Tigers to host regional

The sun rises in the East but the Southeastern Conference baseball sun rose in the West and set in the East.

That’s because six of the eight teams that made it to the Hoover Met were from the West Division and the two from the East, South Carolina and Vanderbilt, saw their suns set quickly.

So Alabama, which seems to hold some sort of divine right on the SEC Tournament, emerged last Sunday as the survivor to get an automatic bid to the NCAA Tournament, beginning this week.

Although the Tide eliminated Auburn at Hoover, the Tigers were awarded a No. 1 seed and the right to play their regional games at home in Plainsman Park.

The NCAA selection committee thinks well of the SEC since eight of its 12 teams are continuing their seasons in the tournament. A twist is that Florida did not qualify for the SEC tournament but will play in the NCAA, while Vandy played at Hoover but will play no more.

After the SEC’s eight invitees, the next highest was five, for the Atlantic Coast Conference and the Big 12.

Here’s the way it stacks up as the SEC teams begin the double-elimination tournament Friday:

Auburn (40-19 will meet Princeton (27-21).

Alabama (37-22) will open at College Station, Texas, against Houston (32-27).

Arkansas (34-20) goes against Lamar (37-16) at Austin, Texas.

Florida (34-19-1) meets Florida Atlantic (46-14) at Coral Gables, Fla.

Louisiana State (40-19-1), as a regional host at Baton Rouge, faces Northeastern (27-22).

Mississippi (34-25) meets Wichita State (47-25) at Houston.

Mississippi State (40-18-1), as a regional host at Starkville, draws Middle Tennessee State (33-25)

South Carolina (39-20) and East Carolina (33-25-1) meet in Atlanta.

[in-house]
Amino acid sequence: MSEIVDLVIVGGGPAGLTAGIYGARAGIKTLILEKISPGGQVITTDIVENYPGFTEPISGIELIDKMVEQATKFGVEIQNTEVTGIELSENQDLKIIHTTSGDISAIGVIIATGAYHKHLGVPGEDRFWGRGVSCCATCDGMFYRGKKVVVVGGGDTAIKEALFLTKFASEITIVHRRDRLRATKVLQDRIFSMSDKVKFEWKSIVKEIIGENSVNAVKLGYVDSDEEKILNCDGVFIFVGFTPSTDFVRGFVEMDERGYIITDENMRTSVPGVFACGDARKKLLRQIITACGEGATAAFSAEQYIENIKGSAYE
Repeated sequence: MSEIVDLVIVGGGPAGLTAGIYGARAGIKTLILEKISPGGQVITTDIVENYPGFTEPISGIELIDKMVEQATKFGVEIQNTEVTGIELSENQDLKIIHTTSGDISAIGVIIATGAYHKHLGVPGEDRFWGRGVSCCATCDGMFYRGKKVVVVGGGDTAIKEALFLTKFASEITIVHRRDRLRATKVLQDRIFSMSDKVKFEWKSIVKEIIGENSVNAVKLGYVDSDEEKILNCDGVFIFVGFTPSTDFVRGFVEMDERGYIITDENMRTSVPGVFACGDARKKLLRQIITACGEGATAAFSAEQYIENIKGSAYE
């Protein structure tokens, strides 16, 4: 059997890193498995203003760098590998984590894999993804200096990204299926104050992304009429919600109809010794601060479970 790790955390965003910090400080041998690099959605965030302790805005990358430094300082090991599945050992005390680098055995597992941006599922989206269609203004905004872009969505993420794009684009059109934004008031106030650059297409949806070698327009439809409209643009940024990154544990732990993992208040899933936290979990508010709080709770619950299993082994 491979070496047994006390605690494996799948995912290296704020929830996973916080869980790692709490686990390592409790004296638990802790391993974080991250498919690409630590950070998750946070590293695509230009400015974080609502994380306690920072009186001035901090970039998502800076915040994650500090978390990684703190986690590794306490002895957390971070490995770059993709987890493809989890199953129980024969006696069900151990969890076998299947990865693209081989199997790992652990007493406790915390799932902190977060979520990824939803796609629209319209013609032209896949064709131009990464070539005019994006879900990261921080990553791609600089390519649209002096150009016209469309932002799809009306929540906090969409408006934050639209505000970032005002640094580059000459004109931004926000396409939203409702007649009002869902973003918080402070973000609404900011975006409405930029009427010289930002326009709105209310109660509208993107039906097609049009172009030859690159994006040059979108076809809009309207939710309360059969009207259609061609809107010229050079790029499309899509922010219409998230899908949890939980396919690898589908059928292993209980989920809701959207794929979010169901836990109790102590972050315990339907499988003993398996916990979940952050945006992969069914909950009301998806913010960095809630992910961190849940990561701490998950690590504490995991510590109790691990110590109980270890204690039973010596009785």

From there on it is a matter of survival to see which teams from the eight Super Regional playoffs make it to the College World Series at Omaha.

The SEC tournament, with its start delayed a day due to rain, had plenty of excitement for the thousands of fans on hand.

Those attendance figures benefited, obviously, because Alabama stayed through the title game against LSU last Sunday and because Auburn lasted until the Tide eliminated the Tigers 13-3 Saturday. It didn’t hurt, either, that the two state teams met twice.

With LSU and Alabama making it to the title game, Sunday’s windup boded to be a good game &045; between LSU, the top-seeded team, and the Tide, with its fine record in the SEC meet the past few years.

Instead, the Alabama batters continued their assault, aided by five LSU errors, and the Tide prevailed 10-3.

So, eight SEC schools are pointing toward Omaha. The problem is that 56 others from around the country, mostly from the South and West, also have designs on the national title.

All the fans can do now is wait and see.

(Hoyt Harwell is a retired Associated Press Correspondent who covered major sports in Alabama for 26 years. Harwell lives in Hoover. E-mail: hharwell@bellsouth.net)